Oregon Hijab Vote Stirs Controversy
February 18, 2010 by Special To Personal Liberty
The Oregon House of Representatives has voted to remove an 87-year ban on teachers wearing religious attire such as an Islamic headscarf, or hijab. While Islamic organizations applauded the move, others have criticized it for its potential implications.
House Bill 3686 passed by 51-8, taking the state a step closer to removing the ban, subject to a vote by the senate. If both houses approve the legislation, religious clothing will be prohibited only in Nebraska and Pennsylvania.
Washington-based Council on American-Islamic Relations (CAIR) said the vote was a "victory for religious freedom in the workplace."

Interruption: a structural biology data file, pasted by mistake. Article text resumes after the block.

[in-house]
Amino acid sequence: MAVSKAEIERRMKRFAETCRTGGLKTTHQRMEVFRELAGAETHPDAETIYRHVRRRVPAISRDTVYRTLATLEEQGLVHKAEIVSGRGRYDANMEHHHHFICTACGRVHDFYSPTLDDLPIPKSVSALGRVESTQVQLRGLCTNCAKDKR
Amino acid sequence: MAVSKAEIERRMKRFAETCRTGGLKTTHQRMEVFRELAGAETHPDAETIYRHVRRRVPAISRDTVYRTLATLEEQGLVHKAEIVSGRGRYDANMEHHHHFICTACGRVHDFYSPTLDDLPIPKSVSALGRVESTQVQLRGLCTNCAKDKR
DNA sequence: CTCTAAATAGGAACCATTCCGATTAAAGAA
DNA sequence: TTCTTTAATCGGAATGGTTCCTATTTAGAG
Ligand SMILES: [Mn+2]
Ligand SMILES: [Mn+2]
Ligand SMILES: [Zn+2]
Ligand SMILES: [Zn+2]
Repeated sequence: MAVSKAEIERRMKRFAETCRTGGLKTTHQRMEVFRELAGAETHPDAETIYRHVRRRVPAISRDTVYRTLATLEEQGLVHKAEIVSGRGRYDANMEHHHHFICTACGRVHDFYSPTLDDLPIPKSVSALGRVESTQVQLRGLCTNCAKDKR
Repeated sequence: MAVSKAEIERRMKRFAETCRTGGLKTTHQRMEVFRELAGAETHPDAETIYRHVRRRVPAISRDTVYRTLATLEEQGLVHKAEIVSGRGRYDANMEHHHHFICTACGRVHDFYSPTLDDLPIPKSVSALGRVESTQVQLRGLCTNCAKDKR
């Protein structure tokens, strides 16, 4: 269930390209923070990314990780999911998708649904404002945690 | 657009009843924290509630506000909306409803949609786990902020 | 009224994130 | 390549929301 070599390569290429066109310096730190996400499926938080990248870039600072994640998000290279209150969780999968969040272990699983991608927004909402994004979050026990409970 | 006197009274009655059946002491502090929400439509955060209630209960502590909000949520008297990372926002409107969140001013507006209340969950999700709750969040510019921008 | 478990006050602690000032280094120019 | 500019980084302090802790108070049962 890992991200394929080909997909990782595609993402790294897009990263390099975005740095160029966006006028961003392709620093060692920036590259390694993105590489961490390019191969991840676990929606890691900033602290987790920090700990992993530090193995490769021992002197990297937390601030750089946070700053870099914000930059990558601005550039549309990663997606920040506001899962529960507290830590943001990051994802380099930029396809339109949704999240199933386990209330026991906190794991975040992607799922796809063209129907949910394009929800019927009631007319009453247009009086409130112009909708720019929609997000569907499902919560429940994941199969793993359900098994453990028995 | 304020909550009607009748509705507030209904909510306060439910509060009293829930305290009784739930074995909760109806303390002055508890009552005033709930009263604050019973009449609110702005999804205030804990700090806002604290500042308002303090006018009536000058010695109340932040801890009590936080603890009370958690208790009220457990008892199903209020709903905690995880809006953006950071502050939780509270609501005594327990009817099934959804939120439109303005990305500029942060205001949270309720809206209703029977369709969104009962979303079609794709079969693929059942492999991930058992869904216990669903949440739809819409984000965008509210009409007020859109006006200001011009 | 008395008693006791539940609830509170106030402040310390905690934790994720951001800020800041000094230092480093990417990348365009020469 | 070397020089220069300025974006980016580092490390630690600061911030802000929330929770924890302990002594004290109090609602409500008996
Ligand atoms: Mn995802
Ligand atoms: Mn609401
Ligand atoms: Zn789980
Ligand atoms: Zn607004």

"When this legislation takes effect, Muslim, Jewish and Sikh teachers will no longer be forced to choose between their faith and their chosen profession," said Arsalan Bukhari, executive director of CAIR’s Washington state chapter.
However, opponents of the law, including the American Civil Liberties Union of Oregon, have expressed concerns about the rights of students, especially elementary school pupils, to be free from "religious indoctrination," according to The Oregonian.
Similar debates continue throughout the Western world. For example, France banned students from wearing headscarves on university campuses, and there are plans to outlaw the full Islamic veil, or burqa, on the grounds that it infringes on women’s freedom and dignity.